Manchin wants FDA, drug companies probe
WASHINGTON, D.C. – U.S. Sen. Joe Manchin, D-W.Va., is calling for an investigation of an alleged pay to play relationship between the pharmaceutical industry and Food and Drug Administration officials overseeing safety regulations of painkiller medicine.
In a letter to FDA Commissioner Margaret Hamburg, Manchin referenced reports that private companies paid as much as $25,000 to participate in FDA advisory panel discussions on federal regulations for prescription painkillers.
Manchin’s letter noted, “If these allegations are accurate, there is a direct conflict of interest that allows pharmaceutical companies to have undue influence over the FDA’s decision-making process, particularly in regards to rescheduling hydrocodone combination drugs, a highly addictive painkiller. I am gravely concerned by the allegations of ‘pay to play’ between the FDA and pain medicine companies and am calling for a full investigation to see how deep this goes.”
He said if this is true, it explains why it has taken the FDA almost a year to reach a decision to reschedule hydrocodone even after their own expert advisory panel recommended it.
“It is a shame that some of these companies were able to influence the FDA’s decision with a $25,000 contribution, while West Virginian families are destroyed by the addiction these pills cause,” he said.
Manchin claims to have led the fight to tighten restrictions on some of the most powerful, addictive narcotics on the market. He said rescheduling hydrocodone painkillers, such as Vicodin and Lortab, from a Schedule III to a Schedule II controlled substance would accurately reflect the drugs’ high potential for addiction and abuse. The FDA’s own advisory board, consisting of leading scientists and experts in the field, has already completed a review and voted to reschedule the drug. However, the agency has yet to act.
Manchin said he hopes a full Senate investigation could reveal if an improper relationship between the FDA and influential pharmaceutical companies potentially caused stalling of rescheduling of highly addictive painkillers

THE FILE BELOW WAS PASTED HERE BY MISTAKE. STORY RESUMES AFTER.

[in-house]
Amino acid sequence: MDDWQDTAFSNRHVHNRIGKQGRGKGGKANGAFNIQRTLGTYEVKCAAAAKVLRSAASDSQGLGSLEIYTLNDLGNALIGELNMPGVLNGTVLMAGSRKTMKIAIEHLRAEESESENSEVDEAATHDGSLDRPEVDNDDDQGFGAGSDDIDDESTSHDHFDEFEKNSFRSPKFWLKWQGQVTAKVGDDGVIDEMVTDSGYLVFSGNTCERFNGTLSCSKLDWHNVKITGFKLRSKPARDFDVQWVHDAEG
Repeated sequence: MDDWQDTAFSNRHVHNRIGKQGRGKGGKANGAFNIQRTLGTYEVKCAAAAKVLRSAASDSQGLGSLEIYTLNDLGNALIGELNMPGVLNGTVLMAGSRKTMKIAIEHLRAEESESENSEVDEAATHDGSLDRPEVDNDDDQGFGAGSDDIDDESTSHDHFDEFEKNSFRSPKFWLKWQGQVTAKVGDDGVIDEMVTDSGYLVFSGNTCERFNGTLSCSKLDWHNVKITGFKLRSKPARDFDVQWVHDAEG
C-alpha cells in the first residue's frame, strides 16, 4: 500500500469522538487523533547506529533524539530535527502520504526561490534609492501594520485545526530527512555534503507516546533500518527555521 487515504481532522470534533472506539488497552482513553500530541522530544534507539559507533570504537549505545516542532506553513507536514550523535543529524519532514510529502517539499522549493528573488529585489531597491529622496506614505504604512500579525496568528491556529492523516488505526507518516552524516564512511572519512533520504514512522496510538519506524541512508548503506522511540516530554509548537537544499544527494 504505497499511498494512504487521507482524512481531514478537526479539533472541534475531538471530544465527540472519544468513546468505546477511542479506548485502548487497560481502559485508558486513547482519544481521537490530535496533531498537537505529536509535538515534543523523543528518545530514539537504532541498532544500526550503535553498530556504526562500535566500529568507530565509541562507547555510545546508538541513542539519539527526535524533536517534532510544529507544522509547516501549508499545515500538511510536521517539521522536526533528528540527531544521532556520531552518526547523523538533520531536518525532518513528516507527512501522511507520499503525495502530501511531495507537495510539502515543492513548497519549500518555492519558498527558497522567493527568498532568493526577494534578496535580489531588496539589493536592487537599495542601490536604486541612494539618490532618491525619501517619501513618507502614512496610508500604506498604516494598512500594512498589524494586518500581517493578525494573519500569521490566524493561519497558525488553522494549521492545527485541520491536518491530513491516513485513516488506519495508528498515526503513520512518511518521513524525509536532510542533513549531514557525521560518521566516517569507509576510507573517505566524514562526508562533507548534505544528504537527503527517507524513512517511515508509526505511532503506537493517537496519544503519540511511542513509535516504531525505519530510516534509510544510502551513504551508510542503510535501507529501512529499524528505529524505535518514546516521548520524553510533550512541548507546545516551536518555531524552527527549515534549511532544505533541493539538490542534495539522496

In his letter to Hamburg, Manchin wrote, “if the FDA is seriously alleging that its conduct is proper and that payments by the pharmaceutical industry to participate in closed-door advisory panels is not impacting its decisions, then the FDA should have no problem disclosing the following information to my office in a prompt manner.”
Despite the U.S. government shutdown, Manchin said he is optimistic that Senate hearings could begin within a 30 to 60 day timeline.
“The Senate is still operating,” he said. “We can still work through the process. I want them to testify first to determine if people who benefit can sway public policy. If necessary, we will look deeper for a possible criminal complaint.”
He said he wants to hear from Hamburg, pharmaceutical company professionals who participated in the discussions and anyone else who may be involved.
“I would like to question them on how frequently they met and, if they paid $25,000 for a place at the table, where did the money go?”
Manchin said West Virginia leads the nation in prescription drug abuses and rescheduling hydrocodone painkillers from III to II would tighten doctors’ ability to prescribe the drugs in large amounts.
“Drug addicts tend to abuse government assistance in order to get their prescriptions,” he said. “There is some responsibility on how doctors are prescribing these drugs. We need more first class convictions in some cases.”